THURSDAY, June 21 (HealthDay News) -- A rare type of deadly bacteria was found in two patients in a Rhode Island hospital in 2011, but swift treatment and infection control measures stopped any further spread, a new government report shows.
The bacterium -- called New Delhi metallo-beta-lactamase (NDM)-producing Klebsiella pneumoniae -- is highly resistant to antibiotics and easily spread. It is rare in the United States, but more common in areas including India, Pakistan, Cambodia and other Asian countries.
"These people had the bacteria in their body, but fortunately it was not causing an infection anywhere," said lead researcher Dr. Leonard Mermel, medical director of the department of epidemiology and infection control at Rhode Island Hospital, in Providence.
The bacteria were isolated in one patient's urine sample and in another patient's fecal sample, but nowhere else in their body.
Infections with this strain of bacteria, however, can be deadly and there are few treatment options, Mermel said.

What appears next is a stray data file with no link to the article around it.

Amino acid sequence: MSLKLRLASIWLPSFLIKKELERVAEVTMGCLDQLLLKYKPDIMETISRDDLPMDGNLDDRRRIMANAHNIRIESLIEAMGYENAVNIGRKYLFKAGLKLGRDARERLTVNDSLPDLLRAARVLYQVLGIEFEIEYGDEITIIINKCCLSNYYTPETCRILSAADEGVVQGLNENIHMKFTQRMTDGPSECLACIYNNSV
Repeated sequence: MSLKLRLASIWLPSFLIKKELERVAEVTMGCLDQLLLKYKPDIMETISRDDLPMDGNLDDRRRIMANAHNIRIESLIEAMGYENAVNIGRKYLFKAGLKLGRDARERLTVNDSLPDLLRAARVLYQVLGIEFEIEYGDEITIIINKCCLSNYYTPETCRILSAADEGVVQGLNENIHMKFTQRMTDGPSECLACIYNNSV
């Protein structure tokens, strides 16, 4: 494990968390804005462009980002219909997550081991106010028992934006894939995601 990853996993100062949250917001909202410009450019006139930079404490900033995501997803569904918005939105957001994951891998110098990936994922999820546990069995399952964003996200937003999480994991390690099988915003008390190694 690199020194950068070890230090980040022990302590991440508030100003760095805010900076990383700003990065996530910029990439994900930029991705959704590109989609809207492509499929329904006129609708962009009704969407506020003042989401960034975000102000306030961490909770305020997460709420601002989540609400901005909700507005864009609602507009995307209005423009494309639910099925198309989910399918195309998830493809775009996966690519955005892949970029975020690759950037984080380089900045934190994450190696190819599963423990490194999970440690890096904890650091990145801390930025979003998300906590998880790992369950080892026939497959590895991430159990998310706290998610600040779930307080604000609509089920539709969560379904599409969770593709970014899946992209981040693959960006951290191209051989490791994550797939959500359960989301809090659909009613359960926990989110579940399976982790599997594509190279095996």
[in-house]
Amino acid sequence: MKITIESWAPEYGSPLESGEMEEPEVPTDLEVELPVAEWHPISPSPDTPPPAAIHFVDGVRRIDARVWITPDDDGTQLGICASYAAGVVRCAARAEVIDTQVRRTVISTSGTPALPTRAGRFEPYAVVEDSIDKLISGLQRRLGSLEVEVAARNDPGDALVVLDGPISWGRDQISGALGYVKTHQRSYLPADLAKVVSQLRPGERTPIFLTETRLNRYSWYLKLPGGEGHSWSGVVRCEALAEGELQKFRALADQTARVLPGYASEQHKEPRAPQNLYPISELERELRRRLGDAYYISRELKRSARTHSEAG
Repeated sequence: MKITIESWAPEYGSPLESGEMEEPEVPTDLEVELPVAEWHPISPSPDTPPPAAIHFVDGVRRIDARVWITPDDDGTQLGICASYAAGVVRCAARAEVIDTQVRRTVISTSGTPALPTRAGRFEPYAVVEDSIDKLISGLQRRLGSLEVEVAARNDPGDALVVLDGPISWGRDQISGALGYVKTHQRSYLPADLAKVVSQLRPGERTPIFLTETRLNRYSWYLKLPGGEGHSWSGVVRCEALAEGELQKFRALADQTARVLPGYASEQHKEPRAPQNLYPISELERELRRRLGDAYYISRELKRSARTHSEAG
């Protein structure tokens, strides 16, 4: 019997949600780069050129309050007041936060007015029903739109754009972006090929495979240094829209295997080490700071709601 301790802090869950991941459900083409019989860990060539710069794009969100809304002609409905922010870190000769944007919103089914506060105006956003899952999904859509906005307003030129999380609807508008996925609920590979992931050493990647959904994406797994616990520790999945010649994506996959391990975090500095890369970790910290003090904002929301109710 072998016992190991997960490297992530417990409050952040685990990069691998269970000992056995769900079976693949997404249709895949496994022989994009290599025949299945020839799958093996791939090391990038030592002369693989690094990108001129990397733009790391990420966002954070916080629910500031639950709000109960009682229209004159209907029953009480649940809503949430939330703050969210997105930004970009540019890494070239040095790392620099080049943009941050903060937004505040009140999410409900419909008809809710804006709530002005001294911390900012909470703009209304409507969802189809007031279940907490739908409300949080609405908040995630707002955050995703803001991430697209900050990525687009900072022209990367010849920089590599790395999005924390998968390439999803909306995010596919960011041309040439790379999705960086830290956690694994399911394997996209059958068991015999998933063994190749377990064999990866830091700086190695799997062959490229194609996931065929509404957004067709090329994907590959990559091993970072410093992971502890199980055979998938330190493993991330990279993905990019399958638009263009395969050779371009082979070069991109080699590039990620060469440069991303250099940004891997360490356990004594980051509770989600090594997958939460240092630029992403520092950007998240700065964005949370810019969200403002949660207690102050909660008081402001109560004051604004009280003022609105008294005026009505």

Where the bacteria is endemic, its growth is spurred on by several conditions, he said.
"In many parts of the developing world, you can just walk into a pharmacy and get antibiotics without a prescription, so there is widespread antibiotic use," Mermel said.
This ease of getting antibiotics coupled with poor sanitation promotes bacteria growth and creates a "perfect storm" for the development of resistant strains of bacteria, he said.
The report was published in this week's issue of Morbidity and Mortality Weekly Report, a publication of the U.S. Centers for Disease Control and Prevention.
The first patient was hospitalized in Rhode Island, after being hospitalized in her native Cambodia and treated with antibiotics. In the U.S. hospital, infection was discovered and she received a wide range of antibiotics. However, only partia
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